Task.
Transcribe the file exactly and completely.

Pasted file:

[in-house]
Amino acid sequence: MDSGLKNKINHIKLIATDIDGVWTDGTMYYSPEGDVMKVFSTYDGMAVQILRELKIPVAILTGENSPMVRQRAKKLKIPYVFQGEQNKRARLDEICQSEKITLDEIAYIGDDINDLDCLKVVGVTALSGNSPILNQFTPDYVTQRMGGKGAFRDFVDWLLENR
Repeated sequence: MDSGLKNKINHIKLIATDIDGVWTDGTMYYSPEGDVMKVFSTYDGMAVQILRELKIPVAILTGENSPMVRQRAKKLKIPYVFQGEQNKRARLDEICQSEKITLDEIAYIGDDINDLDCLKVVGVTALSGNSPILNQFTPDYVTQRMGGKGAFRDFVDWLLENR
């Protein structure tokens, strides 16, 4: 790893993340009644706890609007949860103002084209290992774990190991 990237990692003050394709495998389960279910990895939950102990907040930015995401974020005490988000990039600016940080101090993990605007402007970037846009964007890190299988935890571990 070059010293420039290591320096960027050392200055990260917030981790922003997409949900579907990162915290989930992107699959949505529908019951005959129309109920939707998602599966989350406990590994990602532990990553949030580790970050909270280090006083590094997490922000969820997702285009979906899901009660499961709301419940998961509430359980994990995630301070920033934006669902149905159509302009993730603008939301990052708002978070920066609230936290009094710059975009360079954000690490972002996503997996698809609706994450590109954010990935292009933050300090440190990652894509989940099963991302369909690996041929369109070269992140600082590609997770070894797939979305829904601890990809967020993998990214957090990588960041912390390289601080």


[in-house]
Amino acid sequence: MDSGLKNKINHIKLIATDIDGVWTDGTMYYSPEGDVMKVFSTYDGMAVQILRELKIPVAILTGENSPMVRQRAKKLKIPYVFQGEQNKRARLDEICQSEKITLDEIAYIGDDINDLDCLKVVGVTALSGNSPILNQFTPDYVTQRMGGKGAFRDFVDWLLENR
Repeated sequence: MDSGLKNKINHIKLIATDIDGVWTDGTMYYSPEGDVMKVFSTYDGMAVQILRELKIPVAILTGENSPMVRQRAKKLKIPYVFQGEQNKRARLDEICQSEKITLDEIAYIGDDINDLDCLKVVGVTALSGNSPILNQFTPDYVTQRMGGKGAFRDFVDWLLENR
């Protein structure tokens, strides 16, 4: 790893993340009644706890609007949860103002084209290992774990190991 990237990692003050394709495998389960279910990895939950102990907040930015995401974020005490988000990039600016940080101090993990605007402007970037846009964007890190299988935890571990 070059010293420039290591320096960027050392200055990260917030981790922003997409949900579907990162915290989930992107699959949505529908019951005959129309109920939707998602599966989350406990590994990602532990990553949030580790970050909270280090006083590094997490922000969820997702285009979906899901009660499961709301419940998961509430359980994990995630301070920033934006669902149905159509302009993730603008939301990052708002978070920066609230936290009094710059975009360079954000690490972002996503997996698809609706994450590109954010990935292009933050300090440190990652894509989940099963991302369909690996041929369109070269992140600082590609997770070894797939979305829904601890990809967020993998990214957090990588960041912390390289601080």